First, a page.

The thing to note here is that Karlsson/Methot Corsi% has plummeted in the new system, to the point that the Sens are actually better from a shot advantage standpoint when they are off the ice. A second note: while the goal differential seems fantastic, it’s almost exclusively goaltender driven. Ottawa goaltenders have stopped 94.5 per cent of shots with the Karlsson/Methot pairing together this year, which is impossibly high. Their four-year SV% at 5-on-5 before this year was, as you might have guessed, right around league average (92.5 per cent).
You can see that materialize in just the goal rates for the pairing. Look at how much their offence has tapered. Keep in mind that, again, the goals-against rate has plummeted almost exclusively from a fluky high save percentage rate – not from limiting shots.
So, Ottawa’s first pairing is both playing a bit less and is seemingly less effective. Considering their basically unblemished pre-Boucher track record, I think the most likely explanation for their reduction in performance can be tied to the system versus individual player or aggregate pairing talent.
Now let’s look at the second pairing which was assembled at the time of Phaneuf’s acquisition in 2015-16. There’s significantly less data, but the Ceci/Phaneuf group has now been together for about 700 minutes – enough to get a good feel as to whether this group is truly impactful or not, and whether they are providing the incremental defensive gains Boucher envisioned when taking over.
Here’s how that duo has performed in that 700-minute window:
This is not the stable second pairing former GM Bryan Murray was aiming for when he acquired Phaneuf in the big multi-player deal during his tenure, nor can it be the product that Dorion desires. At 700 minutes they are in the red on both goals and shots, and it’s not particularly close.
The thing that’s killing this pairing is that they offer almost nothing in terms of offence, and this comes back to the larger see-saw point I made earlier. At some point you need to score goals, and Ottawa never does when the second pairing is out there. Just look at their goal-for versus goal-against splits since assembly:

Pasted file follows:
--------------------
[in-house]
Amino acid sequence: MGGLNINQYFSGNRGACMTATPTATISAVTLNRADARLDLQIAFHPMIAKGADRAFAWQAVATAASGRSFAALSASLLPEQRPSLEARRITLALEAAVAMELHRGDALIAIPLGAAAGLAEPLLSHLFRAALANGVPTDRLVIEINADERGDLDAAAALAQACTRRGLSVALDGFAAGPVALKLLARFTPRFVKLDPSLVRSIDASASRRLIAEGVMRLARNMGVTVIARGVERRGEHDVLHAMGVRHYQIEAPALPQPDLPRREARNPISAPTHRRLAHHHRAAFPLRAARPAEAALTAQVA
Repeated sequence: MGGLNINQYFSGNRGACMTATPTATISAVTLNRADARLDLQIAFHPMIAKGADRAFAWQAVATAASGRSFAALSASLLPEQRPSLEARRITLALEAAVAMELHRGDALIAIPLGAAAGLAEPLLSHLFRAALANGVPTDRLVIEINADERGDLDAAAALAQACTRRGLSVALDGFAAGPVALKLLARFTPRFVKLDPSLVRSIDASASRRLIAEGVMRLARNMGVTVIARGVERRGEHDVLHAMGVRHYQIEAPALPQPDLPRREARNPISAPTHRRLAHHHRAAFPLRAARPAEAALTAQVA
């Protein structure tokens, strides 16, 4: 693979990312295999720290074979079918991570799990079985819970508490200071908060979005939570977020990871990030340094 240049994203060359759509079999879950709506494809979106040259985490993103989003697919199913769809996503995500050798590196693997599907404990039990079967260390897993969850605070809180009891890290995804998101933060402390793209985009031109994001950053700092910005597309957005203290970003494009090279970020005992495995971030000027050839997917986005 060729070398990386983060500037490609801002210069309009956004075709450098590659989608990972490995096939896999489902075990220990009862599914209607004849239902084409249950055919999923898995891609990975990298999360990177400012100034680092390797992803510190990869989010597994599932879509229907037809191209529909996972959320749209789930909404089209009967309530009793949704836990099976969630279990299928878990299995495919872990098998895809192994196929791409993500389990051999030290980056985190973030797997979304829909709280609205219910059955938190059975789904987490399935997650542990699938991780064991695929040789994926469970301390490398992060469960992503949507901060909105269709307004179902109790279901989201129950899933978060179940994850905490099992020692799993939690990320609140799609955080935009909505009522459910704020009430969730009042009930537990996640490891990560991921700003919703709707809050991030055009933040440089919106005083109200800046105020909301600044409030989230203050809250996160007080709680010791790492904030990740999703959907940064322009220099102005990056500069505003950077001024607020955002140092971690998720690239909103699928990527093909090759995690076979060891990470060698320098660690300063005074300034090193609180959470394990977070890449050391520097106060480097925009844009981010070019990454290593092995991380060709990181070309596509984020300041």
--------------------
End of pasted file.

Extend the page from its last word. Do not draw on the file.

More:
Ottawa gives up goals at the same rate whether Ceci/Phaneuf are on the ice or off of the ice. If they are your shutdown defensive pairing, how do you reconcile the zero variance here? And, of course, there is the larger issue of painfully little goal scoring as a unit. If you were curious as to how their 1.7 goals for per-60 minutes stacks up league-wide against other regular pairings since 2015, only two duos have been less effective – Adam Larsson and Andy Greene in their New Jersey days, and Josh Gorges and Rasmus Ristolainen for Buffalo. Both pairings play on teams that have been fixed lottery contenders with little talent across the roster. It’s not exactly good company.
At the end of the day, I think you have to ask at the midway point whether or not this team is any better under Boucher. They certainly appear like a different team. But, when you start adding everything up, it’s as if Ottawa has just sacrificed offence at the altar of better defence. And that better defence part? It’s still up for debate.